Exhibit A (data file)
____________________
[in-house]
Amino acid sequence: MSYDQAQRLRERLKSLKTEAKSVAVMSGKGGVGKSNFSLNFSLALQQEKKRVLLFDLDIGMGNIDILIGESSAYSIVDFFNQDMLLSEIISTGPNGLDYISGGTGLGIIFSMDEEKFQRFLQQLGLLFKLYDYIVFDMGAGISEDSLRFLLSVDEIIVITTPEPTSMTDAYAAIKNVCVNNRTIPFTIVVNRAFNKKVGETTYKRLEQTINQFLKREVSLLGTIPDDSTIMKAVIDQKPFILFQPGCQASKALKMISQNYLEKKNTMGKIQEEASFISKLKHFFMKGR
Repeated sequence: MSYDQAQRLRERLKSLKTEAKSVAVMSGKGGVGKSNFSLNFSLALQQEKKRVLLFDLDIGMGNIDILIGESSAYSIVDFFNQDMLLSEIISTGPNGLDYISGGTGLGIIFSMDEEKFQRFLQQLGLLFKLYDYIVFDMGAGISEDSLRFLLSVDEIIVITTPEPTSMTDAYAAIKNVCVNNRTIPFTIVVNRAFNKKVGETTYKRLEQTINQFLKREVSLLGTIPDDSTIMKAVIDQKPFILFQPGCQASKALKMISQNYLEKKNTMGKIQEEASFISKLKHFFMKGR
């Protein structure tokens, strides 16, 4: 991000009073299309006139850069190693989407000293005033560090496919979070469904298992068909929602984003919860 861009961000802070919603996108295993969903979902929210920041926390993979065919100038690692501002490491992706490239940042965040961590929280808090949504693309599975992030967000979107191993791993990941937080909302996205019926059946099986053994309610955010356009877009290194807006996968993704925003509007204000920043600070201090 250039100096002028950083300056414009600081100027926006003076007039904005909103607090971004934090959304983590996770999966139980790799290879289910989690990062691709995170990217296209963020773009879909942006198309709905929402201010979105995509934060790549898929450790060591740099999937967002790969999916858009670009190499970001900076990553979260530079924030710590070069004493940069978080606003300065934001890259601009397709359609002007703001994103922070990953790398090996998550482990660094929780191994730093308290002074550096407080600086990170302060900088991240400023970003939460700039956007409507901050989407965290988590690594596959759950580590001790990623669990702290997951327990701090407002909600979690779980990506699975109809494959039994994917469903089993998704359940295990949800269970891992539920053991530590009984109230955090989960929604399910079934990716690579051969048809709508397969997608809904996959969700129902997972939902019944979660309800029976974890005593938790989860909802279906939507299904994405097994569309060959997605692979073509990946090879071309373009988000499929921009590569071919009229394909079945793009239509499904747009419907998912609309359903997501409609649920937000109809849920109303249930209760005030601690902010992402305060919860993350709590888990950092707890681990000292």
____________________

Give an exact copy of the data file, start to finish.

[in-house]
Amino acid sequence: MSYDQAQRLRERLKSLKTEAKSVAVMSGKGGVGKSNFSLNFSLALQQEKKRVLLFDLDIGMGNIDILIGESSAYSIVDFFNQDMLLSEIISTGPNGLDYISGGTGLGIIFSMDEEKFQRFLQQLGLLFKLYDYIVFDMGAGISEDSLRFLLSVDEIIVITTPEPTSMTDAYAAIKNVCVNNRTIPFTIVVNRAFNKKVGETTYKRLEQTINQFLKREVSLLGTIPDDSTIMKAVIDQKPFILFQPGCQASKALKMISQNYLEKKNTMGKIQEEASFISKLKHFFMKGR
Repeated sequence: MSYDQAQRLRERLKSLKTEAKSVAVMSGKGGVGKSNFSLNFSLALQQEKKRVLLFDLDIGMGNIDILIGESSAYSIVDFFNQDMLLSEIISTGPNGLDYISGGTGLGIIFSMDEEKFQRFLQQLGLLFKLYDYIVFDMGAGISEDSLRFLLSVDEIIVITTPEPTSMTDAYAAIKNVCVNNRTIPFTIVVNRAFNKKVGETTYKRLEQTINQFLKREVSLLGTIPDDSTIMKAVIDQKPFILFQPGCQASKALKMISQNYLEKKNTMGKIQEEASFISKLKHFFMKGR
């Protein structure tokens, strides 16, 4: 991000009073299309006139850069190693989407000293005033560090496919979070469904298992068909929602984003919860 861009961000802070919603996108295993969903979902929210920041926390993979065919100038690692501002490491992706490239940042965040961590929280808090949504693309599975992030967000979107191993791993990941937080909302996205019926059946099986053994309610955010356009877009290194807006996968993704925003509007204000920043600070201090 250039100096002028950083300056414009600081100027926006003076007039904005909103607090971004934090959304983590996770999966139980790799290879289910989690990062691709995170990217296209963020773009879909942006198309709905929402201010979105995509934060790549898929450790060591740099999937967002790969999916858009670009190499970001900076990553979260530079924030710590070069004493940069978080606003300065934001890259601009397709359609002007703001994103922070990953790398090996998550482990660094929780191994730093308290002074550096407080600086990170302060900088991240400023970003939460700039956007409507901050989407965290988590690594596959759950580590001790990623669990702290997951327990701090407002909600979690779980990506699975109809494959039994994917469903089993998704359940295990949800269970891992539920053991530590009984109230955090989960929604399910079934990716690579051969048809709508397969997608809904996959969700129902997972939902019944979660309800029976974890005593938790989860909802279906939507299904994405097994569309060959997605692979073509990946090879071309373009988000499929921009590569071919009229394909079945793009239509499904747009419907998912609309359903997501409609649920937000109809849920109303249930209760005030601690902010992402305060919860993350709590888990950092707890681990000292």